Don Durban holds his palm up to a screen on a tall steel box akin to a vending machine crossed with an ATM that displays his first name and an identification number seconds before dispensing what he calls a life-saving plastic package.
Durban, 66, takes out two small hydromorphone pills and leaves a storefront with the heroin substitute he gets there four times a day as part of a program aimed at tackling an overdose crisis that has killed an estimated 5,000 people in British Columbia since 2016.
“I don’t have to smoke fentanyl. It’s saving lives and I’m here to save mine,” Durban said.
The machine, called MySafe, is bolted to the floor in a building next to an overdose prevention site in Vancouver’s Downtown Eastside.
Dr. Mark Tyndall came up with the idea for the machine. He stocks it with hydromorphone delivered by a pharmacy for drug users whose urine has been tested for the presence of fentanyl.
Tyndall, who has spent 20 years working in harm reduction and is a professor of medicine at the University of British Columbia’s school of population and public health, said a biometric scanner in the machine identifies patients who are dispensed particular dosages of the pain-management opioid sold under the brand name Dilaudid.
Eight patients are using MySafe and three more were added this week. The machine can be programmed to provide the drug for 48 people, Tyndall said, adding most of his patients have been swallowing the hydromorphone, which is sometimes crushed and cooked before being injected intravenously like heroin.
His vision would see MySafe machines installed in overdose-ravaged communities across Canada, but in Vancouver, the epicentre of the opioid crisis, only one other doctor has come on board to prescribe hydromorphone from the machine.
Resistance from physicians so far is possibly because other “medicalized” models — where patients use methadone or inject a medical grade of heroin under supervision — have become the norm, even though his program is cheaper to run and does not require supervision, Tyndall said.
“This is a harm reduction thing where I don’t want to see people continue to buy fentanyl and die.”
Concerns about diversion of hydromorphone dispensed from MySafe are negligible because patients in the program are monitored and anyone they may be passing the drug on to could be saved from the illegal drug supply known to contain fentanyl, Tyndall said.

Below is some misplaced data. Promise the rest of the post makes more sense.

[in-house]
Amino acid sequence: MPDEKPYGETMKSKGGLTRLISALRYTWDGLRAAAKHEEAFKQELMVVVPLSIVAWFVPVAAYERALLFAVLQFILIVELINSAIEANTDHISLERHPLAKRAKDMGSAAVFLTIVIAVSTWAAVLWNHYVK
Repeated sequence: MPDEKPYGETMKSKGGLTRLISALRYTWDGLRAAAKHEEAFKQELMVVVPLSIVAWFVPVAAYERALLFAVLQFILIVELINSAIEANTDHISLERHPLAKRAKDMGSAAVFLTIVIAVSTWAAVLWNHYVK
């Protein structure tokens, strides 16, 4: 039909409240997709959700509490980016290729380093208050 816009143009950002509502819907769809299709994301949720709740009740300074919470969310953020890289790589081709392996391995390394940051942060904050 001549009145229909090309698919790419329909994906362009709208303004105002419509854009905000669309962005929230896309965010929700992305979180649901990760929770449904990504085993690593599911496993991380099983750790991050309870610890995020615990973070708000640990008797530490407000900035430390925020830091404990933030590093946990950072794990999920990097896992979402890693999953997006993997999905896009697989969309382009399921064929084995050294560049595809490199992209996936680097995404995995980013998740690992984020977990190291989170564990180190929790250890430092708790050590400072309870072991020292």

“This is the same arguments against harm reduction altogether, that we’re just enabling people and what is the motivation to them to stop using drugs if we’re just giving them drugs? What I’ve seen people go through to get illegal drugs, it’s crazy.”
Tyndall said patients who use MySafe can use drugs alone, the way most people do, without fearing their addiction could kill them.
Health Canada said in a statement it is aware of the project, noting the dispensing of medication falls under provincial regulations.
British Columbia’s Ministry of Mental Health and Addictions said it will await the results of the independent project involving MySafe.
“The ministry is focused on our own work to scale up access to medically supervised prescription alternatives to toxic street drugs as part, just one part, of establishing a full continuum of care and delivering an urgent, comprehensive response to this crisis, including prevention, enforcement, harm reduction and treatment and recovery,” it said in a statement.
The MySafe machine is located on the same street as two of North America’s first supervised approaches to harm reduction. Insite allows drug users to inject their own substances, while Crosstown provides between 100 and 120 people with medical grade heroin they inject several times daily.
Dr. Scott MacDonald, who runs Crosstown, said the clinic based on a European model provides support from health-care staff including nurses, a pharmacist and social workers.
MacDonald said it has spawned nine smaller programs in Canada, six of them in B.C., and the rest in Edmonton, Calgary and Ottawa, for patients who have failed at multiple attempts to treat their addiction.
“While there’s been a small scale-up, what’s blocking expansion at this time is just a willingness to fund it and pay for the nursing staff,” he said.
Efforts to combat overdoses in the Vancouver area include the distribution of take-home fentanyl test strips, distributed by the regional health authority starting this month, so drug users can see if their urine contains the opioid before taking illicit substances.
Camille Bains, The Canadian Press
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